Students Surprised by Debt

By Staff

Several recent reports highlight some startling facts about college students and loan debt. It seems that students, while worried about the idea of debt are not particularly well-educated when it comes to managing their finances or understanding how credit and debt works. Then, once they graduate from college, a majority of college students are “surprised” about the amount of debt they’ve accumulated. This paints a pretty grim portrait for the financial futures of such students.

Here’s one lesson not enough students are getting in college: Debt is easy to rack up and hard to destroy. Money Talks News reported that in a survey of 750 new graduates, conducted by Fidelity Investments, half were surprised by how much college-related debt they had acquired.

It also found that more than one-third of students wish they had made different choices on their path to a degree, such as saving sooner, controlling costs better, and looking for more financial aid. Some of them — 12 percent — regret their decision to go to college, CNN says.

Seventy percent of this year’s grads have college-related debt, the study says. The average amount: $35,200. That includes federal, state and private loans, plus debt owed to family and on credit cards. Fortunately, the study indicates, the news isn’t all bad:

85 percent contributed personal savings toward college costs. Among those who did, 27 percent contributed more than $10,000, and 81 percent held jobs to pay expenses.

57 percent were thinking about what they would make after graduation and chose majors accordingly. The top five listed were business, biology, psychology, engineering and accounting.

54 percent of grads have a financial plan of some sort in place, including making a budget and setting aside savings from their paychecks.

Another study, conducted by EverFi, though, shows that the reason many students are surprised by their loan debt may stem from a lack of financial education. It says that reactive help, such as default management or loan exit counseling, isn’t as good as teaching students money management all along.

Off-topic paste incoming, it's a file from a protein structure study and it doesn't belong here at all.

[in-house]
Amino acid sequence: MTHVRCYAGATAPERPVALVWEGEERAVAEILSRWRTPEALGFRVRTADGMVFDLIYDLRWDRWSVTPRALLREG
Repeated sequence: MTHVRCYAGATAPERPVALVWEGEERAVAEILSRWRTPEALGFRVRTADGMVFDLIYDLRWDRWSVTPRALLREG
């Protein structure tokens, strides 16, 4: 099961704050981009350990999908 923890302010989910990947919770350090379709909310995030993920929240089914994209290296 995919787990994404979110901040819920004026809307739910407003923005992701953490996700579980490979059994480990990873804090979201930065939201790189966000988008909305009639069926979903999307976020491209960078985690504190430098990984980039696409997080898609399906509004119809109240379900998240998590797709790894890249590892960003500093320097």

“A freshman in college may benefit most from education around school loans, budgeting while in school, and credit card behavior, whereas seniors in college may benefit more from education around budgeting for life on their own, retirement planning, and mortgages,” the study says.

The group surveyed 40,000 college students (almost all freshmen) from across the country about banking, savings, credit cards, and school loans. It found that:

28 percent have a credit card, and nearly 25 percent have more than one.

24 percent of students with credit cards had more than $1,000 in credit card debt, while just over 5 percent had more than $5,000.

35 percent reported typically making only minimum payments, and 7.5 percent have been late on payments at least once in the past year.

86 percent have access to a checking account, although only 58 percent have a personal checking account.

Perhaps the most telling statistic uncovered by the EverFi study is that 79 percent of the students surveyed worry frequently about debt, but a majority of agree that it’s OK to have an overdraft fee if you know you can afford to pay it, and that it’s nice to own things that impress people. Nearly a third agreed it was better to have something now and pay for it later.

Students usually enter college with risky debt behavior, the study says, and it’s everybody’s job at the school to fix it. “Addressing student financial problems should be the responsibility of the entire institution — students, faculty, student affairs, and financial aid,” it says.